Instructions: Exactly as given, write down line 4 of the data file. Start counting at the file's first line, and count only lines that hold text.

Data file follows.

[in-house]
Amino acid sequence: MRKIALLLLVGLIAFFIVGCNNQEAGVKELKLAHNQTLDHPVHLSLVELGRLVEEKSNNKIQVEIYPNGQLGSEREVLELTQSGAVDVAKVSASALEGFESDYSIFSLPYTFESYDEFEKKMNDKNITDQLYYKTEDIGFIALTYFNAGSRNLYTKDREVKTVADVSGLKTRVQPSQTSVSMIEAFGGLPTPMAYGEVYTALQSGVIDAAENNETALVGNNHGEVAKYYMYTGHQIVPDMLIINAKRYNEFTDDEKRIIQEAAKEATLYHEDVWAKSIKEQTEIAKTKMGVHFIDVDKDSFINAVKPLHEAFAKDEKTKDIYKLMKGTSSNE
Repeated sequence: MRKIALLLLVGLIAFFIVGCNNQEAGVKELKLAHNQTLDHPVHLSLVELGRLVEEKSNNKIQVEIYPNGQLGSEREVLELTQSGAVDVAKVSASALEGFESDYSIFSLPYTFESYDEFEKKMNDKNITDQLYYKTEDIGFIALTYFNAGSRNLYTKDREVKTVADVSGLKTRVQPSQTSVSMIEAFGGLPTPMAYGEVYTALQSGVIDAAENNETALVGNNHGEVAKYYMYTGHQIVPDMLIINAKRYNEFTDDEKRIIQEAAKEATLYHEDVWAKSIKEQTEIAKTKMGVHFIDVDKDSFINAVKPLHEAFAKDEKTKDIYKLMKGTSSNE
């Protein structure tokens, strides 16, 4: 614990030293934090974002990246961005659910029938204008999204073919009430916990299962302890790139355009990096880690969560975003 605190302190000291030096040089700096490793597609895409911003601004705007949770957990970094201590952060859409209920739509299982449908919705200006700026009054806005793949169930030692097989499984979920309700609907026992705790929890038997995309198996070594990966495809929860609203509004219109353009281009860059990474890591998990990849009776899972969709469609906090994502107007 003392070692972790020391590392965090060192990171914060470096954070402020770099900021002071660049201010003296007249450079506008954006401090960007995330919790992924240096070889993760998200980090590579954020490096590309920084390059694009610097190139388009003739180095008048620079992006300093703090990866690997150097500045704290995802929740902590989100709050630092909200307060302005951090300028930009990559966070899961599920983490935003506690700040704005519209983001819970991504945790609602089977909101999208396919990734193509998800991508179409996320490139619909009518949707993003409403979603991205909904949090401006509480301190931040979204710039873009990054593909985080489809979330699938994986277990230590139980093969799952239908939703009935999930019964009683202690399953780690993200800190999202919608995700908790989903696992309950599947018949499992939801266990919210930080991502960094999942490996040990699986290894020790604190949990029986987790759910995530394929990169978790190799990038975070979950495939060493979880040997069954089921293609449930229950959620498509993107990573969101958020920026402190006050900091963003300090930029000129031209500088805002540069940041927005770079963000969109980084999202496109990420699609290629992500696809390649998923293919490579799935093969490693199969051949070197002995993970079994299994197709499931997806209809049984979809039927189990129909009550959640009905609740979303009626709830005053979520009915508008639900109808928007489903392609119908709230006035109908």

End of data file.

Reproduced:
């Protein structure tokens, strides 16, 4: 614990030293934090974002990246961005659910029938204008999204073919009430916990299962302890790139355009990096880690969560975003 605190302190000291030096040089700096490793597609895409911003601004705007949770957990970094201590952060859409209920739509299982449908919705200006700026009054806005793949169930030692097989499984979920309700609907026992705790929890038997995309198996070594990966495809929860609203509004219109353009281009860059990474890591998990990849009776899972969709469609906090994502107007 003392070692972790020391590392965090060192990171914060470096954070402020770099900021002071660049201010003296007249450079506008954006401090960007995330919790992924240096070889993760998200980090590579954020490096590309920084390059694009610097190139388009003739180095008048620079992006300093703090990866690997150097500045704290995802929740902590989100709050630092909200307060302005951090300028930009990559966070899961599920983490935003506690700040704005519209983001819970991504945790609602089977909101999208396919990734193509998800991508179409996320490139619909009518949707993003409403979603991205909904949090401006509480301190931040979204710039873009990054593909985080489809979330699938994986277990230590139980093969799952239908939703009935999930019964009683202690399953780690993200800190999202919608995700908790989903696992309950599947018949499992939801266990919210930080991502960094999942490996040990699986290894020790604190949990029986987790759910995530394929990169978790190799990038975070979950495939060493979880040997069954089921293609449930229950959620498509993107990573969101958020920026402190006050900091963003300090930029000129031209500088805002540069940041927005770079963000969109980084999202496109990420699609290629992500696809390649998923293919490579799935093969490693199969051949070197002995993970079994299994197709499931997806209809049984979809039927189990129909009550959640009905609740979303009626709830005053979520009915508008639900109808928007489903392609119908709230006035109908």